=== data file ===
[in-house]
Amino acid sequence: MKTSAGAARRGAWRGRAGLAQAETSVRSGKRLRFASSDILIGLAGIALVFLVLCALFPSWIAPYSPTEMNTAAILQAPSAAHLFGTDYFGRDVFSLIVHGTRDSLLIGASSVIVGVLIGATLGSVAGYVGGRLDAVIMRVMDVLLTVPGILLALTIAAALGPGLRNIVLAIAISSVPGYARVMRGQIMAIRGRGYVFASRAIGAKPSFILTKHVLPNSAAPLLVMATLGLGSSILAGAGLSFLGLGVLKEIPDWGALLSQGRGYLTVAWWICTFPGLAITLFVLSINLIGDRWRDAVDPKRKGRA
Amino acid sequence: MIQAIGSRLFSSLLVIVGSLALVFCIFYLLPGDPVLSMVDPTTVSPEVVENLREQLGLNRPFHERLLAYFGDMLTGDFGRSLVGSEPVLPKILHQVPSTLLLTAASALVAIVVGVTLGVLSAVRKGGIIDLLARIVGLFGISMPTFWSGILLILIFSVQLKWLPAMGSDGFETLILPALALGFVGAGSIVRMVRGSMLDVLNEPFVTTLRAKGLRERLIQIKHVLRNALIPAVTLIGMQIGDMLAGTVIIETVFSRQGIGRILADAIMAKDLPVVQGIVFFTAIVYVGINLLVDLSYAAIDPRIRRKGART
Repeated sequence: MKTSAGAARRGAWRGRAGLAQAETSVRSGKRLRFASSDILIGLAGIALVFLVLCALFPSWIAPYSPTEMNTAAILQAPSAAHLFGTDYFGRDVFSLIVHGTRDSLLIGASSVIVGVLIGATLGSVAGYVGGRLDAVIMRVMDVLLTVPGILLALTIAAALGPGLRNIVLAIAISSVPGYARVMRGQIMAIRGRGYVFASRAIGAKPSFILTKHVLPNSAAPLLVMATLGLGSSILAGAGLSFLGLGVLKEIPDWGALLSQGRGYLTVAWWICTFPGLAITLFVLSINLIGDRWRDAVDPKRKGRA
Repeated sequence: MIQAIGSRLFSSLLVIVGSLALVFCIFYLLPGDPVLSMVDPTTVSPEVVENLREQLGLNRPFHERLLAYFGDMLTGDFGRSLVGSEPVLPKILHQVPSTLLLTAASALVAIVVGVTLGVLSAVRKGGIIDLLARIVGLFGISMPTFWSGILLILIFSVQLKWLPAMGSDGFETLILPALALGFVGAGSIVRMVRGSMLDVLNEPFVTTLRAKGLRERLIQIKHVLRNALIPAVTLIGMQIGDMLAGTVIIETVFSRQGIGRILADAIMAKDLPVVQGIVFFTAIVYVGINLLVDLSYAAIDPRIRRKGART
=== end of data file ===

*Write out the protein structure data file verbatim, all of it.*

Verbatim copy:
[in-house]
Amino acid sequence: MKTSAGAARRGAWRGRAGLAQAETSVRSGKRLRFASSDILIGLAGIALVFLVLCALFPSWIAPYSPTEMNTAAILQAPSAAHLFGTDYFGRDVFSLIVHGTRDSLLIGASSVIVGVLIGATLGSVAGYVGGRLDAVIMRVMDVLLTVPGILLALTIAAALGPGLRNIVLAIAISSVPGYARVMRGQIMAIRGRGYVFASRAIGAKPSFILTKHVLPNSAAPLLVMATLGLGSSILAGAGLSFLGLGVLKEIPDWGALLSQGRGYLTVAWWICTFPGLAITLFVLSINLIGDRWRDAVDPKRKGRA
Amino acid sequence: MIQAIGSRLFSSLLVIVGSLALVFCIFYLLPGDPVLSMVDPTTVSPEVVENLREQLGLNRPFHERLLAYFGDMLTGDFGRSLVGSEPVLPKILHQVPSTLLLTAASALVAIVVGVTLGVLSAVRKGGIIDLLARIVGLFGISMPTFWSGILLILIFSVQLKWLPAMGSDGFETLILPALALGFVGAGSIVRMVRGSMLDVLNEPFVTTLRAKGLRERLIQIKHVLRNALIPAVTLIGMQIGDMLAGTVIIETVFSRQGIGRILADAIMAKDLPVVQGIVFFTAIVYVGINLLVDLSYAAIDPRIRRKGART
Repeated sequence: MKTSAGAARRGAWRGRAGLAQAETSVRSGKRLRFASSDILIGLAGIALVFLVLCALFPSWIAPYSPTEMNTAAILQAPSAAHLFGTDYFGRDVFSLIVHGTRDSLLIGASSVIVGVLIGATLGSVAGYVGGRLDAVIMRVMDVLLTVPGILLALTIAAALGPGLRNIVLAIAISSVPGYARVMRGQIMAIRGRGYVFASRAIGAKPSFILTKHVLPNSAAPLLVMATLGLGSSILAGAGLSFLGLGVLKEIPDWGALLSQGRGYLTVAWWICTFPGLAITLFVLSINLIGDRWRDAVDPKRKGRA
Repeated sequence: MIQAIGSRLFSSLLVIVGSLALVFCIFYLLPGDPVLSMVDPTTVSPEVVENLREQLGLNRPFHERLLAYFGDMLTGDFGRSLVGSEPVLPKILHQVPSTLLLTAASALVAIVVGVTLGVLSAVRKGGIIDLLARIVGLFGISMPTFWSGILLILIFSVQLKWLPAMGSDGFETLILPALALGFVGAGSIVRMVRGSMLDVLNEPFVTTLRAKGLRERLIQIKHVLRNALIPAVTLIGMQIGDMLAGTVIIETVFSRQGIGRILADAIMAKDLPVVQGIVFFTAIVYVGINLLVDLSYAAIDPRIRRKGART